Kenya is the second in the world in terms of unemployment rate at 40 per cent, 6 per cent shy from Congo, this according to latest Spectator Index survey.
This statistics heavily implicates the current Jubilee administration considering that unemployment was only at 17 per cent in 2012. This means, unemployment has surged 24 per cent points in the past 4 years of President Uhuru’s regime that ends in August when Kenyans head to polls.
While on campaign train ahead of 2013 polls, President Uhuru Kenyatta released a manifesto that indicated that 500,000 jobs will be created every year during his five year term, bringing the total to 2.5 million jobs
This is a huge blow to many Kenyans who hope to get employed this year if a recent survey by Ipsos Synovate is anything to go by.
According o the survey released just before New Year, 16 per cent of Kenyans want to get a better paying job this year, with 20 per cent of them planning to save more funds.
Although Kenyans are optimistic about 2017, the country’s economic landscape is promising otherwise.
Major foreign and local investors are either closing shop or downsizing to cut on operation costs. Last year, leading media houses-Royal Media Services and Nation Media Group (NMG) terminated contacts of over 100 employees, with NMG closing some of its radio stations.
The latter is expected to send home more employees this year, if the internal memo that leaked late last year s anything to go by.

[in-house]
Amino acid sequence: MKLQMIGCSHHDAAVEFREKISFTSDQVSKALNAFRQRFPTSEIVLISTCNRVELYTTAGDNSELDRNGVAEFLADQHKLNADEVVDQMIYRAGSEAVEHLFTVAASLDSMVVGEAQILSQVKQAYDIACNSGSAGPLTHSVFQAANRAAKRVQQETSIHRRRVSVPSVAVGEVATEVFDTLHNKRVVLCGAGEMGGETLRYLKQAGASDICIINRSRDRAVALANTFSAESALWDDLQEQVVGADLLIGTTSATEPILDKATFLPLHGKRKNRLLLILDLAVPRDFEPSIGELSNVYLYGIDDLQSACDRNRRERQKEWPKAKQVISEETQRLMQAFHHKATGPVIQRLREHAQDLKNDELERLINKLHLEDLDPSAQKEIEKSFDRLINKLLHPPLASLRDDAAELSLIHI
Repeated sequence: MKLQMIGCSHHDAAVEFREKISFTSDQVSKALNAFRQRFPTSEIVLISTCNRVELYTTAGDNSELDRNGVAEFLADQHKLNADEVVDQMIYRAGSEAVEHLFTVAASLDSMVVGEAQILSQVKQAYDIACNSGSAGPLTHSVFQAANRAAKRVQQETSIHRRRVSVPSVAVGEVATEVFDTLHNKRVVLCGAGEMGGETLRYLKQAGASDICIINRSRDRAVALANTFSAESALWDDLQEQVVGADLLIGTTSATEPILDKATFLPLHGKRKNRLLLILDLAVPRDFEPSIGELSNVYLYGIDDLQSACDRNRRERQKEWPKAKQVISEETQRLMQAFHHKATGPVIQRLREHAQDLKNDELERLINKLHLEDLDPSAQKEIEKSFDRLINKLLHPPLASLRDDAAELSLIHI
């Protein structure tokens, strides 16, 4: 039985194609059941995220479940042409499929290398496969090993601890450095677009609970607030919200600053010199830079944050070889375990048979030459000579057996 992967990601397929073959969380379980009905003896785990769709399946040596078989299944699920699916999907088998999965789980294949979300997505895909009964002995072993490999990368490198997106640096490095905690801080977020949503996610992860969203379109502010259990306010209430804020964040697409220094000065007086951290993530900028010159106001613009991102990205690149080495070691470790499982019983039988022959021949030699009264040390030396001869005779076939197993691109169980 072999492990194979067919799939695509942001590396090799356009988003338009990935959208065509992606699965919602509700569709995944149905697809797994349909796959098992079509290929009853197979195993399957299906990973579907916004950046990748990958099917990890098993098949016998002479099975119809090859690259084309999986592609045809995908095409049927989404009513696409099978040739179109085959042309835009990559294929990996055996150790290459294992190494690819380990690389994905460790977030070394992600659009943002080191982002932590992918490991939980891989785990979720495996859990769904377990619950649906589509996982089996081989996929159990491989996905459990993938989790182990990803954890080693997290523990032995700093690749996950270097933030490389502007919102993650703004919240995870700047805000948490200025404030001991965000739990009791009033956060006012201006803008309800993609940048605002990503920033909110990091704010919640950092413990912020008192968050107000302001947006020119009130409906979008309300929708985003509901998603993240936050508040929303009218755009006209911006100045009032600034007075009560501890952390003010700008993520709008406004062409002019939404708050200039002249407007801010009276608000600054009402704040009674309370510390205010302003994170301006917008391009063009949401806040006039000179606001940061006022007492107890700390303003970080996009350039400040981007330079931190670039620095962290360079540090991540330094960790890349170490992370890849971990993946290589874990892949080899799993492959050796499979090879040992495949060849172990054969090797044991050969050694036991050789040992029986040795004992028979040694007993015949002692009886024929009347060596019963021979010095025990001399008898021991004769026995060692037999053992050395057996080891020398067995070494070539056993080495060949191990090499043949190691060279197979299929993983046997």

Although the country celebrated when the Banking Act that capped interests at 4 per cent above the CBK rate of 10 per cent, its effect has started to take toll on the country’s banking sector.
Despite reporting an 18 per cent rise in after-tax profit for the nine months to September, Equity Bank sent home 400 workers in November last year. The bank plans to send more packing, thanks to its Eazzy Banking platforms that is aiming at branchless bank.
Family Bank which was rocked by closure rumors in early October has already asked workers to apply for voluntary retirement.
Recently, Nairobi Securities Exchange (NSE) posted negative results that showed that investors lost Sh500 billion.
The NSE statistics showed that only 10 companies gained in 2016 with over 10 leading blue chip companies recording over 50 per cent lose in 2016.
Poor results on NSE coupled by investor apathy ahead of this year’s general elections is likely to worsen the country’s employment status even as 50,000 university graduates are released into the job market every year.
South Africa, Greece, and Spain are some of major economies that posted high unemployment rate at 27,23 and 19 per cent respectively.
Qatar is leading the world in terms of employment rate. It has only 0.2 per cent unemployment according to Spectator Index survey.